For a rookie it’s never easy in the beginning, and Andrew Gordon found that out with the Hershey Bears this season. Something was just not clicking for the Washington Capitals prospect to start the year.
“I was just having a hard time adjusting to the speed of play and finding my own niche,” the 5’11 190-pound right winger said.
He had previously had a niche at St. Cloud State. His speed, stickhandling and fight for the puck gave him an edge as he led all Huskies in scoring with 40 points in his sophomore year and then followed that up with a 45-point junior campaign. Leaving school with a year of eligibility left, his professional career began.
But his debut had no bang, no flash, and no numbers to keep him in the AHL. Hershey had a full roster, and ice time was not plentiful. Gordon was demoted to the South Carolina Stingrays of the ECHL on Nov. 6. He was disappointed about the news.
“I was in Hershey for five to six weeks, it was just a slow transition for me there, but I knew I had to figure it out,” the 22-year-old said. “I needed to put good numbers up.”
After skating with the Stingrays, there was a spark.
“The more I played down there, I started to feel more confident in what I could do,” he said.
The Halifax, Nova Scotia native became not only more confident, but started to have fun on his shifts. In 11 games with Stingrays, the right winger accumulated 14 points. Gordon started to enjoy what he was doing on the ice more, which made him more relaxed during contests.
“I really had fun playing in South Carolina. I worked on my playing style and my focus,” Gordon said. “I got a lot of ice time that really helped me when I was there.”
It also gave him a flight back to Hershey on Dec. 4 where he’s been playing on the second line with center Kyle Wilson.
“I have really played well, I’m anchored with really good players,” Gordon affirmed. “I’ve learned a lot from them.”
In the end, what looked like a setback gave the winger a push. Getting regular shifts in the ECHL became a catalyst for a successful finish. After returning to Hershey, he finished the season in sparkling fashion. In February, Gordon was seeing an average of 14 minutes of ice time, including time on the power play.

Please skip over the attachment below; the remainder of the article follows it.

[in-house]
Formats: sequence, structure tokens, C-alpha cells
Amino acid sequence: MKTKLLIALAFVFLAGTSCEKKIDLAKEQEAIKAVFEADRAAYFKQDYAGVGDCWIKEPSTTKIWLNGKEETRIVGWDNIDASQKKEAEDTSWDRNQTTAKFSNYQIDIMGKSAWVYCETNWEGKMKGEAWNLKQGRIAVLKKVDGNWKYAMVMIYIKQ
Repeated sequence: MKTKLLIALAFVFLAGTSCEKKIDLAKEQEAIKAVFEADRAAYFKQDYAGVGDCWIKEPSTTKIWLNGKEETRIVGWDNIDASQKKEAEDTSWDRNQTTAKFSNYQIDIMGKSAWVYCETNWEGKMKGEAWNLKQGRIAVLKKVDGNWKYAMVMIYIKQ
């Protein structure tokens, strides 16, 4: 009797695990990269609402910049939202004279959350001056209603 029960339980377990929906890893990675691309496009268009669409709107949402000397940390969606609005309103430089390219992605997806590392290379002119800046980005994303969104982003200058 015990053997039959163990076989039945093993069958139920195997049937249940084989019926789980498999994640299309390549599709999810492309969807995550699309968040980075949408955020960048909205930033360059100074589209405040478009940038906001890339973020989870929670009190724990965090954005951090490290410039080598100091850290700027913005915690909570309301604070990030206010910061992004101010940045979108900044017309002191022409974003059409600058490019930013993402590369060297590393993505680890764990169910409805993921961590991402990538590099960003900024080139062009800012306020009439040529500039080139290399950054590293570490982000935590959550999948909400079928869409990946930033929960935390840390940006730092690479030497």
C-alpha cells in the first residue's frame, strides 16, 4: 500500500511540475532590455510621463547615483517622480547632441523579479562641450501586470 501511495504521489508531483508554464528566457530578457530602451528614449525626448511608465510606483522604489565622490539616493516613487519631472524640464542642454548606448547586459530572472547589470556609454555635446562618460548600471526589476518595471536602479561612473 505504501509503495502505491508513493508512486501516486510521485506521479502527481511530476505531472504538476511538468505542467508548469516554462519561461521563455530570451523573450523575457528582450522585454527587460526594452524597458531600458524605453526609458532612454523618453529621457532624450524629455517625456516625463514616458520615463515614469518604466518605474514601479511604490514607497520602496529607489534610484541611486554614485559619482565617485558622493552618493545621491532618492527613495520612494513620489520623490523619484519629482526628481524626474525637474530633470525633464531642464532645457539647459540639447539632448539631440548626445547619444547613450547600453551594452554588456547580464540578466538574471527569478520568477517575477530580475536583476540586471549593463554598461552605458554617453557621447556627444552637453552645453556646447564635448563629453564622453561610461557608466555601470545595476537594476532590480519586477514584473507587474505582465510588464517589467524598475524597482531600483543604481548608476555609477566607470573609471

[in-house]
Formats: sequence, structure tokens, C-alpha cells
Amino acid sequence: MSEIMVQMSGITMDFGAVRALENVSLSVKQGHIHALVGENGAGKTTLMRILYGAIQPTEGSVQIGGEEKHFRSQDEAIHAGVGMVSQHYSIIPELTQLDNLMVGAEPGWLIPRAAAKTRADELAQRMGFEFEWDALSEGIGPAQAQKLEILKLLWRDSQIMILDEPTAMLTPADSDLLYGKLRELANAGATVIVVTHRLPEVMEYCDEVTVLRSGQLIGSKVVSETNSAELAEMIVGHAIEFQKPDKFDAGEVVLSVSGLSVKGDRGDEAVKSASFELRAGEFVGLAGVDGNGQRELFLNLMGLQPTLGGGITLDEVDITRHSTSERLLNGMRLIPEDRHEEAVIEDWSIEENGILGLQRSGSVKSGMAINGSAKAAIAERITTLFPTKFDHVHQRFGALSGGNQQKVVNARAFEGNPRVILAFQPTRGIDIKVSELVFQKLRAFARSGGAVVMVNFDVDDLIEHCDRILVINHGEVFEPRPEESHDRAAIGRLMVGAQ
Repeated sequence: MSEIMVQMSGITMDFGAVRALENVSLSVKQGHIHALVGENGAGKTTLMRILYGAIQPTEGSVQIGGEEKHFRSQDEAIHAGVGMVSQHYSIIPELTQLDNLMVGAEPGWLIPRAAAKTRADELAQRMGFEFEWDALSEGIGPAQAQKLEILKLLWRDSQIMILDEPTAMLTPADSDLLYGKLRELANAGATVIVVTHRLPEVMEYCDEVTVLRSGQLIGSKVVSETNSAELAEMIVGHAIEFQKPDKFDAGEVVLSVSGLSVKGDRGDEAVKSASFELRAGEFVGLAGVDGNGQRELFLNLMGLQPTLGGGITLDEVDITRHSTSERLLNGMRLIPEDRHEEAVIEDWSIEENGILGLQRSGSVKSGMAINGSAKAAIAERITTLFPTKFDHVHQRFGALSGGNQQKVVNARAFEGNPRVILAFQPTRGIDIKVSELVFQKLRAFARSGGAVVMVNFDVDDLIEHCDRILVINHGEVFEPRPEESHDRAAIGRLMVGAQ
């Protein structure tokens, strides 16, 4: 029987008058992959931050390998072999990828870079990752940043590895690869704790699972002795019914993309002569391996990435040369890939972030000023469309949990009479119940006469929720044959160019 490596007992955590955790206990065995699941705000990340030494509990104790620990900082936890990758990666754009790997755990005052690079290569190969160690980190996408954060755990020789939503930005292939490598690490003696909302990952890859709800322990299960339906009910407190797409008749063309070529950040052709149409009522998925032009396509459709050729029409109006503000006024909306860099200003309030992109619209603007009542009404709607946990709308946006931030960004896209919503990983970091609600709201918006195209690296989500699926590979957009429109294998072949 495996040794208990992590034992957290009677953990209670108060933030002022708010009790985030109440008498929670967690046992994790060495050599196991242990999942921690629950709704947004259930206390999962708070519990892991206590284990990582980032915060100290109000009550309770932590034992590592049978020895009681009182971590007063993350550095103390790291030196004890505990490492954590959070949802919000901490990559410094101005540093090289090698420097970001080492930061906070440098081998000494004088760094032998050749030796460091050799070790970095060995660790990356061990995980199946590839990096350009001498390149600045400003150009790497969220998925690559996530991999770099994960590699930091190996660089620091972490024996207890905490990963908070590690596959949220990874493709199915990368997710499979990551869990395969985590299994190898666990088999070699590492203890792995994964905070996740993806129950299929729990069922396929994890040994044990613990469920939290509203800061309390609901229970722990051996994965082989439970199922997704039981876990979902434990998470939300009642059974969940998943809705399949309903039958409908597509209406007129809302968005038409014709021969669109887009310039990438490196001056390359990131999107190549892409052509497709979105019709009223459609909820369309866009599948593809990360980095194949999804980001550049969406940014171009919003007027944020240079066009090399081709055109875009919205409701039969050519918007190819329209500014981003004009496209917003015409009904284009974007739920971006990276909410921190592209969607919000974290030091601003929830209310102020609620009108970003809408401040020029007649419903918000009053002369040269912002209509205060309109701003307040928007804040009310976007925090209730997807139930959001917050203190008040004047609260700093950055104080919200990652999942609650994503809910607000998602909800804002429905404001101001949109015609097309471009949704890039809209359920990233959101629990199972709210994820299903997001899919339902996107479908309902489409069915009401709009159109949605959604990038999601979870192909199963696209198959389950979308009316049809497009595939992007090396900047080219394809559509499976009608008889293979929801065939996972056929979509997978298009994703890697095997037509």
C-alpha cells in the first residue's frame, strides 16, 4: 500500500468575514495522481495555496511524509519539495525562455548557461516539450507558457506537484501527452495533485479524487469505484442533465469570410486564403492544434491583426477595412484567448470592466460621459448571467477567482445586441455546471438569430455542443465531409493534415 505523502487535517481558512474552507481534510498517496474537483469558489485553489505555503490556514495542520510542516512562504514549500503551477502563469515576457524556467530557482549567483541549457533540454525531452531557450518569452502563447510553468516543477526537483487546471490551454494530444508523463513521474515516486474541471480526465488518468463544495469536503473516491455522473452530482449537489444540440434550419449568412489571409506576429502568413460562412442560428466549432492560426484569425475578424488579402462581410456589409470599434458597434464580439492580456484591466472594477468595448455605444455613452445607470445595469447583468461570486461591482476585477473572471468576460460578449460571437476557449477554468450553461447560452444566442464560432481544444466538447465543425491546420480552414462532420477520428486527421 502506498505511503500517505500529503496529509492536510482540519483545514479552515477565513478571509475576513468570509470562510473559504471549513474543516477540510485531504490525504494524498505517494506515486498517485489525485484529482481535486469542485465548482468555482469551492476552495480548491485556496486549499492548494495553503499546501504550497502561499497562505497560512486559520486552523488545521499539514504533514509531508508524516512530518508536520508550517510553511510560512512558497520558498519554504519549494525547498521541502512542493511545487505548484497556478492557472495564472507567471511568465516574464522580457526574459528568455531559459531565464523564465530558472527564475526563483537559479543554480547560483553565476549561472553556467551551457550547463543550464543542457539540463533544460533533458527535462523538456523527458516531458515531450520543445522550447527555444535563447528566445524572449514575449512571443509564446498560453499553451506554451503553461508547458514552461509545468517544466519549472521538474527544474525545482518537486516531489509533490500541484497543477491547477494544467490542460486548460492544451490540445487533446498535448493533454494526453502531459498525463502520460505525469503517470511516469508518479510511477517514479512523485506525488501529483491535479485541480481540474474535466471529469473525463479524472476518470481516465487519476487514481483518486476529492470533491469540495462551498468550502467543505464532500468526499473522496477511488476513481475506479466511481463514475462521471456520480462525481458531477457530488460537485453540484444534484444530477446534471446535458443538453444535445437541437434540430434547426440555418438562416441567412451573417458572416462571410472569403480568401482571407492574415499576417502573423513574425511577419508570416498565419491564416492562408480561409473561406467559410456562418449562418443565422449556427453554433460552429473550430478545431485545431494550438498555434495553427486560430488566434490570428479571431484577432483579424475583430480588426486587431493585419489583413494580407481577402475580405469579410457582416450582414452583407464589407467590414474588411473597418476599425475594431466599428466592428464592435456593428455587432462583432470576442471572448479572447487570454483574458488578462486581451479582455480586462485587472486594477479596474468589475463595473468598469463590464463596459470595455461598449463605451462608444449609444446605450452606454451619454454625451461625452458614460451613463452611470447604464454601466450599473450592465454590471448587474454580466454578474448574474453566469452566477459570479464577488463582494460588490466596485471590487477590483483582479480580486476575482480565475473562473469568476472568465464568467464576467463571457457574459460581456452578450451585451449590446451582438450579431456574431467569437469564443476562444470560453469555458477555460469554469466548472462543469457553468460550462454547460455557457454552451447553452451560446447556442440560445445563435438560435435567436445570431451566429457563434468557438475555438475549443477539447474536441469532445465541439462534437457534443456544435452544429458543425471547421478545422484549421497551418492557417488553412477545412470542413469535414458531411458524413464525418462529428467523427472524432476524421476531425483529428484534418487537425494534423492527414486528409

His gritty play, which he says he enjoys, then went on display in the AHL. Gordon also has good instincts, which will give him an edge.
Although it was a turbulent start, Gordon has definitely found his rhythm. In 58 games with the Bears, he had 16 goals and 35 assists. However, his eyes are on the bigger prize of joining the NHL. Washington’s personnel have noticed Gordon’s progress. During the last few weeks, Gordon received good words from the parent club when he bumped into a couple of dignitaries in the hallway.
“I talked to [people] from Washington and they told me to keep working and doing what I have been doing," he said. “They said that I’m going in the right direction and have nothing to worry about.”
Gordon finished third in points behind Wilson and is finished ahead by a few points over prospects Sami Lepisto and Jason Morgan.
After postseason, Gordon projected that there will be a busy summer in store.
“I’m going to sacrifice more and focus more on my passing and my skating.” Gordon confirmed.
Time will be spent building his physical strength to adjust to a grueling hockey schedule.
“When you’re playing 80 plus games in a season, the body really gets beat up,” he said.
After finishing strongly in the AHL, Gordon confirmed that his confidence has grown.
“I’m still looking for the right formula that works for me,” he said. “I have faith and believe in my abilities and that I can contribute to this organization.”